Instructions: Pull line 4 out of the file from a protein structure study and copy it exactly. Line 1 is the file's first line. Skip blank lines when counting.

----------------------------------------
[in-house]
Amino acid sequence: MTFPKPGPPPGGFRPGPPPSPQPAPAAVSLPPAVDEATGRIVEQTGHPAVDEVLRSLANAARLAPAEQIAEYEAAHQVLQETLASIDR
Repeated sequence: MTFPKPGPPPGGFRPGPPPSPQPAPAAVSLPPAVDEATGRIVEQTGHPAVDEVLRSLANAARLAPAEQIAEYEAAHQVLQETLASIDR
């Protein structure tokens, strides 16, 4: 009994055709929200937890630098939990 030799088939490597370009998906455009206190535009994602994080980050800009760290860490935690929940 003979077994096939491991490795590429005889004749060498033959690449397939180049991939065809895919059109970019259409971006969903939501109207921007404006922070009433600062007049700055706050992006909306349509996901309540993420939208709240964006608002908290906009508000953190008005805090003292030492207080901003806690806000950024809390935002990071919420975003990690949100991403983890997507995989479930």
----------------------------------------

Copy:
């Protein structure tokens, strides 16, 4: 009994055709929200937890630098939990 030799088939490597370009998906455009206190535009994602994080980050800009760290860490935690929940 003979077994096939491991490795590429005889004749060498033959690449397939180049991939065809895919059109970019259409971006969903939501109207921007404006922070009433600062007049700055706050992006909306349509996901309540993420939208709240964006608002908290906009508000953190008005805090003292030492207080901003806690806000950024809390935002990071919420975003990690949100991403983890997507995989479930």